Welcome to cdfreaks chemabus.
Ops, not sure if anyone can understand that, but perhaps I can clarify some things…
The quote taken is from the Yellow Book spec equivalent, and basically means is from CD-ROM spec equivalent.
For anyone who doesn’t know yet, a small frame is the physical sector of CDs, i.e. we are looking at a lower level than the logical sector that is normally seen on the PC (2448 bytes per sector).
A small frame layout is like this:
1 synchronisation pattern +
1 byte of sub-channel +
12 bytes of main-channel +
4 bytes of C2 parity +
12 bytes of main-channel +
4 bytes of C1 parity
As you can see a small frame contains a total of 12+12 = 24 bytes of main-channel data. Main-channel is the 2352 bytes per sector part that we see on the PC.
Offset - you’re referring to the read or write offset that we get when reading or writing a CD. A popular subject upon EAC and dBpoweramp users :).
Each Scrambled Sector shall be mapped onto a series of consecutive frames. Each frame consists of 24 8-bit bytes, numbered from 0 to 23. Byte 0 of the Sector shall be placed in byte 4n of a frame, where n is 0, 1, 2, 3, 4 or 5. Consecutive bytes of the Sector are placed in consecutive bytes of the frames. Byte 2 351 of a Sector is immediately followed by byte 0 of the next Sector.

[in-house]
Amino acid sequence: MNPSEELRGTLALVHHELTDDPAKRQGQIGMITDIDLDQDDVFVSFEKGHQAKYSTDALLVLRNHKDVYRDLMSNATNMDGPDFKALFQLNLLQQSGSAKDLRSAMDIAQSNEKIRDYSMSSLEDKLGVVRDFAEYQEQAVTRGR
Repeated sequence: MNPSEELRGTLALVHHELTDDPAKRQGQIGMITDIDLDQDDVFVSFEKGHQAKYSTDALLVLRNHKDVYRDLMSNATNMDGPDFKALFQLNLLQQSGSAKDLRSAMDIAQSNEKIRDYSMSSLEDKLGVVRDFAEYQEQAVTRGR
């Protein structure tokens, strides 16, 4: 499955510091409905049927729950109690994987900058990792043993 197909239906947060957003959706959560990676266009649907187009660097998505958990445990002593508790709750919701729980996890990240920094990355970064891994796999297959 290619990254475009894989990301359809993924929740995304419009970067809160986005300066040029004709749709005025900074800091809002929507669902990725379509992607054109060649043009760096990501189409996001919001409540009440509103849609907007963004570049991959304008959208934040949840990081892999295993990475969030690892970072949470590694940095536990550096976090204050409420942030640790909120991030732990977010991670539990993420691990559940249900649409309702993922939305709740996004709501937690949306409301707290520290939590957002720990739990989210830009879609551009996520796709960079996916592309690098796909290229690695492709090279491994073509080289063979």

What I understand from this is that this allows the writing of a CD-ROM disc track to start at any of the 6 position choices.
By step you mean unit?
The allowable start positions are in units of 4n (as stated), which is same as CD audio sample units (1 stereo sample = 4 bytes). Since n are only of 6 numbers (as stated) the possible start byte positions are:
40, 41, 42, 43, 44, 45 or
0, 4, 8, 12, 16, 20
@chemabus, you wanted to give example of the first 2 start positions: 0 & 4. Yes, padding by 4 bytes of the 1st example would yield the same as the 2nd.
From my understanding of above quote, only the first byte of the track is affected and rest of bytes of the track are all consecutive. So your idea of padding 20 bytes to start position 4 (2nd example) wouldn’t yield the same as position 0 (1st example). It would instead be position 0 of the next frame - which is a total offset of 24 and not 0.
It is also important to mention that the above only applies to CD-ROM tracks or sectors.
I should also mention that a drive reading CD-ROM sectors will search for and align the data found in the sync and address (sync header) in the 2352 bytes per sector part (main-channel), so the offset is always 0 when looking at the logical level.
Contrast this to CD audio tracks - they don’t have such sync header, and so when a drive read these tracks they search and align to the address found in the sub-channel, but sadly they also introduce an arbitrary but constant offset between main-channel and sub-channel (the so called drive offset).